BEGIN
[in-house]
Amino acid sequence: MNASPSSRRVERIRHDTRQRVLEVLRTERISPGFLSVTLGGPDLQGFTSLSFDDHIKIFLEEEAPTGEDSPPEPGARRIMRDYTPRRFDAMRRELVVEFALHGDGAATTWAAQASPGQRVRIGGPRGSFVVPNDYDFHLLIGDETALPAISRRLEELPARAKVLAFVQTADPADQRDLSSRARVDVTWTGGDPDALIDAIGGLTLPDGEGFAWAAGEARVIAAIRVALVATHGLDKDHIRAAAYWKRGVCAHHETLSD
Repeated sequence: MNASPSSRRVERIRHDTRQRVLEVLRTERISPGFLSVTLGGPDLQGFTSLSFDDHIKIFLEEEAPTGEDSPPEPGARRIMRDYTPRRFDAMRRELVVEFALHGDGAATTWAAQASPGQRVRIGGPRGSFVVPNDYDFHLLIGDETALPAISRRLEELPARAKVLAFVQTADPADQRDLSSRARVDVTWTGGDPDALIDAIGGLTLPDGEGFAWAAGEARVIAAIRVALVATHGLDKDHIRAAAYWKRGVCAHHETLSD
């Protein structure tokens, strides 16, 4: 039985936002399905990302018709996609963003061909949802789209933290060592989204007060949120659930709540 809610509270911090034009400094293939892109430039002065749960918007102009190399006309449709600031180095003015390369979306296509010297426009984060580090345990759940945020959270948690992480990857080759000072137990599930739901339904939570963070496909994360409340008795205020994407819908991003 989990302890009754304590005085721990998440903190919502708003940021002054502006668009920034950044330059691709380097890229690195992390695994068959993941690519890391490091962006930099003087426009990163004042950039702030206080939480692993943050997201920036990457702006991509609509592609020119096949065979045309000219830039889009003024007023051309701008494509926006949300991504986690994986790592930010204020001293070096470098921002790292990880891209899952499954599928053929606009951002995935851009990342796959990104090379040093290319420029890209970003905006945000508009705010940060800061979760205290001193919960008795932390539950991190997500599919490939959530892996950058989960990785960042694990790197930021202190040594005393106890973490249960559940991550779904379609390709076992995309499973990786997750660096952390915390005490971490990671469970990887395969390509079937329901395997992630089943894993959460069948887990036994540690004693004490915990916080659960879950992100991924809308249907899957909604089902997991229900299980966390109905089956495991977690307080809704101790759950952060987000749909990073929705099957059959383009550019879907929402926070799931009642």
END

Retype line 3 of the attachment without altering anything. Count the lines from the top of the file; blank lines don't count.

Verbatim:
Repeated sequence: MNASPSSRRVERIRHDTRQRVLEVLRTERISPGFLSVTLGGPDLQGFTSLSFDDHIKIFLEEEAPTGEDSPPEPGARRIMRDYTPRRFDAMRRELVVEFALHGDGAATTWAAQASPGQRVRIGGPRGSFVVPNDYDFHLLIGDETALPAISRRLEELPARAKVLAFVQTADPADQRDLSSRARVDVTWTGGDPDALIDAIGGLTLPDGEGFAWAAGEARVIAAIRVALVATHGLDKDHIRAAAYWKRGVCAHHETLSD